If you have watched some Ugandan movies, then you would know what it means to have a movie ruin your day. That moment when you are excited because the title and trailer say so: only to have yourself faint at the screening of the movie. Well, even though the Devil’s Chest has its flaws, it is not one of those films that will make you wish you had stayed in bed.
Apparently Hassan Mageye, this movie’s writer and director, is one of the best directors in East Africa. He is known for movies such as The Tailor (2015), Galz About Town (2015), and Ugandan Pollock (2016). A close informant also mentioned to me that this man must have collected more awards than any other director within the entire East African region.
Take the Devil’s Chest for example. Film got about eleven nominations for the Uganda Film Festival Awards; including:
- Best Actor
- Best Actress
- Best Cinematography
- Best Feature film
- Best Screen play
- Movie of the year
- Best Costume
- Best Sound
- Best Editing and post production.
When I first started watching the movie, I got the feeling that this was going to be another replica of Beasts of No Nation. But later it proved me wrong. I could however not avoid the urge to note down a few things that to me were a little off even though these were later over shadowed.
- I thought that some of the actors lacked passion. What they said did not correspond with how they said it, if one said to the partner how and why they could rescue Amon (a character in the movie), they both acted as though there was some refrain. As though something was holding them on the inside. Telling them not to do what they were saying. In my opinion, there was lack of conviction as of whether they even had the courage to do what they were saying. So I could not develop any personal convictions either. Their passion for rescue was on the surface. Complimented by the body language. I couldn’t feel it any deeper than they said it.
- Some lines seemed like stage. Like they had been recited for Drama or stage. I have the audacity to say this because when I personally attended some auditions for acting, one of the judges later revealed to me that what I had done was stage acting. Not film. So from my observation, some of these lines were obviously recited. Not natural. Yet this is film. Not poetry.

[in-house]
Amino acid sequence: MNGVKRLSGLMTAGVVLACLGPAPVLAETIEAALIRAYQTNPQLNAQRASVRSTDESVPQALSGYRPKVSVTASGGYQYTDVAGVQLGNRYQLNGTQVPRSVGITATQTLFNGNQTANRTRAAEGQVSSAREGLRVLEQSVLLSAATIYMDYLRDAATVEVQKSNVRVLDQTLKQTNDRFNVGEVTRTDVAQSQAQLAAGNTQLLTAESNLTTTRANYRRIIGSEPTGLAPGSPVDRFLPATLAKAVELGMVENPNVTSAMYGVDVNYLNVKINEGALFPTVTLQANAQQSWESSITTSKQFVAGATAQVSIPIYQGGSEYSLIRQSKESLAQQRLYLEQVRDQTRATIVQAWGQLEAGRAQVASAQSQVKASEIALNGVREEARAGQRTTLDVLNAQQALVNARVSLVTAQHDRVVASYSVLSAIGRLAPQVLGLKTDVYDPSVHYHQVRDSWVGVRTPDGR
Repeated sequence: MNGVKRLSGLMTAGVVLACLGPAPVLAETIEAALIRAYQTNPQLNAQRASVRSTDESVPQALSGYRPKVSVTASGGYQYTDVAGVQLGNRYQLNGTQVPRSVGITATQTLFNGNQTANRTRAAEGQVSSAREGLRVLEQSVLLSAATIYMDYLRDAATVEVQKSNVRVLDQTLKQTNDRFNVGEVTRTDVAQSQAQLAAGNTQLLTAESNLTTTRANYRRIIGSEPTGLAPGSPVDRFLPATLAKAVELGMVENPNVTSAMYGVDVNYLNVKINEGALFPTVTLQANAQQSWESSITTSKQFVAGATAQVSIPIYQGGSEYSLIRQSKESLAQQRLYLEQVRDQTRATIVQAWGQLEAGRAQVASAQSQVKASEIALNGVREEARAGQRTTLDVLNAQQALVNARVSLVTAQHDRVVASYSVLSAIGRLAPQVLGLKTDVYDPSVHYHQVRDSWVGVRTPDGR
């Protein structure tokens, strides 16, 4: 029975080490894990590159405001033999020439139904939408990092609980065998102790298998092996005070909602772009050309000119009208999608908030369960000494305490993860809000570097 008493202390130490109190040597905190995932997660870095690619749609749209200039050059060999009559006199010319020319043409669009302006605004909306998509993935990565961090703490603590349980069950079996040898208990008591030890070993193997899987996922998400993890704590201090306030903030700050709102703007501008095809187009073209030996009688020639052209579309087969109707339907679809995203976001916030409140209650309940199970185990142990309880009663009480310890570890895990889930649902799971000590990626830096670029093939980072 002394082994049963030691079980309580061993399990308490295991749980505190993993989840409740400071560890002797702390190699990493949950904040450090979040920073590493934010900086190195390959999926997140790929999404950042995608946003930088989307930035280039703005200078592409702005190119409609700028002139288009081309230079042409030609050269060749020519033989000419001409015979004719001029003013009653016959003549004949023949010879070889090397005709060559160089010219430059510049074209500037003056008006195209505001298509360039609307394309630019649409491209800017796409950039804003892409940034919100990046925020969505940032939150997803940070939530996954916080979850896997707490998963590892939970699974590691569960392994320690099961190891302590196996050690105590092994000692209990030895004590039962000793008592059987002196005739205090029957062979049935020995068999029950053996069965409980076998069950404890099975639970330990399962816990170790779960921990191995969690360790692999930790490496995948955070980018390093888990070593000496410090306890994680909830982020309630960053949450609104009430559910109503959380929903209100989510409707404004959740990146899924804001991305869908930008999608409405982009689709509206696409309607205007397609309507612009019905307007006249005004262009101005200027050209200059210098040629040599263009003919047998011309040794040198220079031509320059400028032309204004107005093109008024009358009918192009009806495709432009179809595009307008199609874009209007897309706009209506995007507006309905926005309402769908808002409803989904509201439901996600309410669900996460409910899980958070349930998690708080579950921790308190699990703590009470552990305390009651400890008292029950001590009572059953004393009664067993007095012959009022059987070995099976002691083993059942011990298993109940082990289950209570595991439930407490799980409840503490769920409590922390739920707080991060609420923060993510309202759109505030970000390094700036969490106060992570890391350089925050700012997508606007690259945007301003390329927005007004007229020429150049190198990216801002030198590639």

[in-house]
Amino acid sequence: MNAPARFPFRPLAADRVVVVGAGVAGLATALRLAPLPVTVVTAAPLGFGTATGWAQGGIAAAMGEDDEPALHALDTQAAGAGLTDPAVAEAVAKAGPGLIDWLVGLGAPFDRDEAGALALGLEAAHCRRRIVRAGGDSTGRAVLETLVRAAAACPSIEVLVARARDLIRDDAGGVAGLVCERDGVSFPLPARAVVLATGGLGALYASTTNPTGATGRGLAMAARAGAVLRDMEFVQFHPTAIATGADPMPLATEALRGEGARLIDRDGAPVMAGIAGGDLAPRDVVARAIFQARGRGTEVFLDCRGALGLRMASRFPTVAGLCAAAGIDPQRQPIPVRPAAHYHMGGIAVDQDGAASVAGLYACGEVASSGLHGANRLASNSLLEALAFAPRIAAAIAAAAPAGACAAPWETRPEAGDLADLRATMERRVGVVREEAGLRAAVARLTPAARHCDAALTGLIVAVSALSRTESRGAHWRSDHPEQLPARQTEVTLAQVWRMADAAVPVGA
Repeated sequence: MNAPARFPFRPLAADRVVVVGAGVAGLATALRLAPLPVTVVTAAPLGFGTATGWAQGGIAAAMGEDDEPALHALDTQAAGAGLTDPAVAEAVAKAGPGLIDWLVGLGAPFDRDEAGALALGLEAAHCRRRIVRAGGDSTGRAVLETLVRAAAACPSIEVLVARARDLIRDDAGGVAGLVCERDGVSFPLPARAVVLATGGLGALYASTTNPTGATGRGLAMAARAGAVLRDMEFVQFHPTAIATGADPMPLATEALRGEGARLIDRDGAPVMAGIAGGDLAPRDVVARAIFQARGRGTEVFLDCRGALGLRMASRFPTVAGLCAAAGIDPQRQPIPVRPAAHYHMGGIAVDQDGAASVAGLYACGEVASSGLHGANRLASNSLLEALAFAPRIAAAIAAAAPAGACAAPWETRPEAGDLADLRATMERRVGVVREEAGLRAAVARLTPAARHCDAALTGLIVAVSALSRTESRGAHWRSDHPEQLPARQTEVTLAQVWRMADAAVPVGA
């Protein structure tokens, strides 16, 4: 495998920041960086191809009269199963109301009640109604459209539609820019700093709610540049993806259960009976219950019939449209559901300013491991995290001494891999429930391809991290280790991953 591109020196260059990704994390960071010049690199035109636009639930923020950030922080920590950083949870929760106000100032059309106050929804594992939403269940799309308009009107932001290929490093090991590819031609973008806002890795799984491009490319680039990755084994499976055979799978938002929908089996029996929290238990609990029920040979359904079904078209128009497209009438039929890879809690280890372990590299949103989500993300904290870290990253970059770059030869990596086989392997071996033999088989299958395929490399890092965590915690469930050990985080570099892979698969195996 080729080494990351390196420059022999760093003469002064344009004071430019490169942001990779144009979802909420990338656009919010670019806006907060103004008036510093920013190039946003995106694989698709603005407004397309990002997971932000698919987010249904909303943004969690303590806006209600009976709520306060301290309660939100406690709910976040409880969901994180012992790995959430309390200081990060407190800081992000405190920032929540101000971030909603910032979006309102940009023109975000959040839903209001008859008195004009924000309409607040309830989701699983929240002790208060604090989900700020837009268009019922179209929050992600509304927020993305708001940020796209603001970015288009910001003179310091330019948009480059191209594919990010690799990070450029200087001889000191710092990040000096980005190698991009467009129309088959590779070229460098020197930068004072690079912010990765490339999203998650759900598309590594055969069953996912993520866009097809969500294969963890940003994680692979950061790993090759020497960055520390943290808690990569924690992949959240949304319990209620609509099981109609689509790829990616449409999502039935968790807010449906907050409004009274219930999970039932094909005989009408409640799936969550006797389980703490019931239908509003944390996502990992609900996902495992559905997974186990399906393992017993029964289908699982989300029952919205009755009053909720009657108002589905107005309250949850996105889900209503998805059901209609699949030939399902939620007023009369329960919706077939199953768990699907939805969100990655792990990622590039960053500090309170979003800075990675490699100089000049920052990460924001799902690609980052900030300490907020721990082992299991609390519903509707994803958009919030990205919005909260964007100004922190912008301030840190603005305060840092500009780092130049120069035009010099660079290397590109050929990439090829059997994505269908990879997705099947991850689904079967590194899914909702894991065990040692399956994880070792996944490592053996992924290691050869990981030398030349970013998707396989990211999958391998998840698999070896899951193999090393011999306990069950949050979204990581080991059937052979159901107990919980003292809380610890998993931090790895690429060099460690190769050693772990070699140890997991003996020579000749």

- The accent of some of the characters was a little off. I do not think this was the intention of the director. But the way the message was delivered made me think so.
- I am not a film maker. So this is a question out of curiosity. Perhaps a cinematographer might have a better answer. Was the whole film based on close-up shots? Because as much as I loved the imagery and video-graphy,( believe me this film was good). But hey, I thought some scenes were better off as wide or medium shots. That’s to your judgement. Or leave me an educative note in the comment section.
- Local Dialect. Now I wish the film was fully in local dialect. Because like I said before, some of the character’s English made me??? Question the film. The Swahili seemed so natural, plus the other language. Must have been Acholi or Lango or another. But that was fantastic. I loved both the protagonist and Antagonist’s English.
Moving on from that, I think the story was awesome, Choice of Title? Incredible! I loved the fact that Kony had a heart that loved this woman. His words to her were really deep and touching. (Why did he say to the BBC Press that they did not murder civilians?), the sound or background music was fantastic, the scene where the rebels sing ***We are Matching, killing etc in the will of God was Hilarious. I mean the dark humor was fantastic! So at the end of the day, the beauty of this film washed away all my anguish. And it was a win-win.
Damn! I loved it! Please leave your comment about article or film in the comment section below. And watch trailer BELOW. Enjoy!